Artist Lawrence Carroll eloquently delivered the keynote address at SACI’s first MFA in Studio Art Graduate Commencement Ceremony this spring. The MFA students had the opportunity to meet the artist previously at his exhibition Ghost House at MAMbo in Bologna. Below is an inspiring interview with the artist by Camilla Lastrucci.
Is there an artist or a master who inspires you?
Many artists have inspired me through my life and continue to. Not only for what they create but also for how they chose to live their lives. I believe it is a moral duty for an artist to give something back, not just with their work but also with their time. Time is our greatest treasure.
We cannot forget how important other artists were to us when we where young and starting out, and how they helped us in so any ways. We must remember this, and in our own way we also must give something back. I always tell this to young artists, that one day their turn will come and they must never forget that.
Why did you decide to come to Italy?
I had been coming to Europe with my work since 1989 when Harald Szeemann invited to me to a show in Hamburg, Germany. I was many times each year in Germany, France, or Italy. One night at a dinner in Verona after a show of mine, Angela Vatesse invited me to IUAV in Venice to teach one class with the subject painting; that was over 10 years ago.
What do you think about the art scene in Italy? How does it differ from the American one from which it originates?
I am really not the one to ask. I really do not find myself in a scene often. I also did not while I was in Los Angeles. In New York in the mid 1980’s I was somewhat more active, although I prefer being away from that noise. I enjoy the solitude of the studio. We travel enough to see enough. I do not go to openings much, but I do enjoy seeing shows when in different cities, as I love looking at painting.
You studied art at the Art Center College of Design in Pasadena. What kind of relationship did you have with your teachers? Do you think anyone in particular has influenced your artistic career, and are you still in contact with any of them?
I had some great teachers in college, some that fundamentally changed the direction of my life. That is without a doubt. I was a somewhat lost kid who loved to draw. I was so fortunate to find teachers who encouraged me and pushed me and who were honest to me about what I was making. I do not think, actually, I know for a fact I would not be an artist today if I had not come upon them. I was a lucky kid.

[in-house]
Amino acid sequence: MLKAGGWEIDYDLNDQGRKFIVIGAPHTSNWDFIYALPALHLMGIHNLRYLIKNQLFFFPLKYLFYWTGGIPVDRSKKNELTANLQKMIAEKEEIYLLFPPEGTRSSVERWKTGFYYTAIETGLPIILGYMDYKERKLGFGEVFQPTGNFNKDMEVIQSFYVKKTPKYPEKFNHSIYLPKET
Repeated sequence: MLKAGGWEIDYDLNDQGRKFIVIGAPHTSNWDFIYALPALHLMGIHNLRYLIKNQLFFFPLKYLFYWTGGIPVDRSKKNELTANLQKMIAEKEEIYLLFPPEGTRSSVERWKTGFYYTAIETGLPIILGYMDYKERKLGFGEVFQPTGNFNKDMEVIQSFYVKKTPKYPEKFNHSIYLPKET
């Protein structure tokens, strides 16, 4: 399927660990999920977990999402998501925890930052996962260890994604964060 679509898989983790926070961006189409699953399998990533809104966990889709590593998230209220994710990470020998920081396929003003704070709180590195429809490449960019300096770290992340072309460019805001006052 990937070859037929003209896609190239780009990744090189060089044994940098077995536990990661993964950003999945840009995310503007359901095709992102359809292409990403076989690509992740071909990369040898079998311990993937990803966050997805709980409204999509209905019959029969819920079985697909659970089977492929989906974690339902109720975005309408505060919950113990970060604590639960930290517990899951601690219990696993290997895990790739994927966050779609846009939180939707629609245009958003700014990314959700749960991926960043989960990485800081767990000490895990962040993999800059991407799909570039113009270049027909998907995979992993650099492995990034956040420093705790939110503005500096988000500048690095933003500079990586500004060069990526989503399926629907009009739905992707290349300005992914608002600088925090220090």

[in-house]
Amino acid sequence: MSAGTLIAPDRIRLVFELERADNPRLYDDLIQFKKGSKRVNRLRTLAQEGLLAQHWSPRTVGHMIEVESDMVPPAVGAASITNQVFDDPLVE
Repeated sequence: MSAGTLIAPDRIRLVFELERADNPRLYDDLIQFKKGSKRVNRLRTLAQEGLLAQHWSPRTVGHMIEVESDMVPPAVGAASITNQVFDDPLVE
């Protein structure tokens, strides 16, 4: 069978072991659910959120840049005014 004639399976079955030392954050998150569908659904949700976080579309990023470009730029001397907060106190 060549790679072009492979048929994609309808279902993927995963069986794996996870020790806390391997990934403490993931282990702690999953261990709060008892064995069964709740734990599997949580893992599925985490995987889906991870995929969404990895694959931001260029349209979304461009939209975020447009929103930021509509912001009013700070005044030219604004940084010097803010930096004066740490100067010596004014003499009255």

In your opinion, what is an artist?
I can talk about painting. I think the great painters are individuals who are able to take their work somewhere else, at times not knowing where that is. [It is] as if the work is being made through them, almost in an unconscious way. They are lost in that time of making and when they come out of the other side of that experience, they have something profoundly theirs, and have given something wonderful to painting.
[Artists] are able to look at the painting in front of them not for what it is, but for what it can become and they are not afraid to go there to find that, and at the same time risk loosing what is in front of them. They have no fear that they will eventually find what they need.
That is one way. There are many, and that is the beauty of painting. We are always being taught what a painting can be. What a painter can be… it is endless. Human creativity is endless.
Do you think that you can teach how to become an artist?
I think many artists have something in them from the get go. I believe many young artists have a certain curiosity about the world and how they see and feel and navigate the world. Or how they feel lost in it, and are trying to find in someway how they fit in it. They may need help in shaping that view. I believe you can open doors and point some to places that may not be obvious to them. You can help them understand their own nature and help them find ways of protecting that and trusting that and embracing that and not fighting against it. You can encourage them to find something that is theirs and to nurture that.